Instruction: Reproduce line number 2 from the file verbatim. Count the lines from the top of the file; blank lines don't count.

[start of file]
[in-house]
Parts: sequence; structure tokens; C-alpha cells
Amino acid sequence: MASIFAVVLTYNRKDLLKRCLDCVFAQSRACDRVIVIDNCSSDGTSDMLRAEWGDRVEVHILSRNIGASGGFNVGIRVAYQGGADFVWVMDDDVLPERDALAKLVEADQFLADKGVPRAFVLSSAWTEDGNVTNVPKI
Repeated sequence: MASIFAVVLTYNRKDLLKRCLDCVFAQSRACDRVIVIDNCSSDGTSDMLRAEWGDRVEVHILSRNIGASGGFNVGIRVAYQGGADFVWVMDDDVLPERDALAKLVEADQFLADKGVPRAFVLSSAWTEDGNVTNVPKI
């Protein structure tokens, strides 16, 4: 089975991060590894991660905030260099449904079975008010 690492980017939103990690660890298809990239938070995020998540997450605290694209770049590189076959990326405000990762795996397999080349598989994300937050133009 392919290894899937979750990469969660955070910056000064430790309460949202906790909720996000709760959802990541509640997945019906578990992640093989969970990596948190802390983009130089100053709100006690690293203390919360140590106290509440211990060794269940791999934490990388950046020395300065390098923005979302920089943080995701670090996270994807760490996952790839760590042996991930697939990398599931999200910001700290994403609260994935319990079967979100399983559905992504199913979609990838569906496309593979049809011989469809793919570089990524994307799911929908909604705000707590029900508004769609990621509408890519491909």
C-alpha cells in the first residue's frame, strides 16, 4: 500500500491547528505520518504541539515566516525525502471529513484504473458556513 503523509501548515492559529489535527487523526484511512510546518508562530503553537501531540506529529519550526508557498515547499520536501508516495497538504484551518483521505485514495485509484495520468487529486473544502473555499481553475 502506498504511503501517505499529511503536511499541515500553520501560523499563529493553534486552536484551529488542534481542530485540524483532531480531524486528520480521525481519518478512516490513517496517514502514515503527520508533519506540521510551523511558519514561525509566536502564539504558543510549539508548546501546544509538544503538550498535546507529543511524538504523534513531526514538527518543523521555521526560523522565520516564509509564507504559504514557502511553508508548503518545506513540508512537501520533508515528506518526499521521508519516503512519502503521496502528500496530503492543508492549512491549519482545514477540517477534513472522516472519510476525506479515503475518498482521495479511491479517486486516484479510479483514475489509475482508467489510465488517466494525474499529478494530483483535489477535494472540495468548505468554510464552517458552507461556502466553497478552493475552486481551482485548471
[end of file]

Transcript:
Parts: sequence; structure tokens; C-alpha cells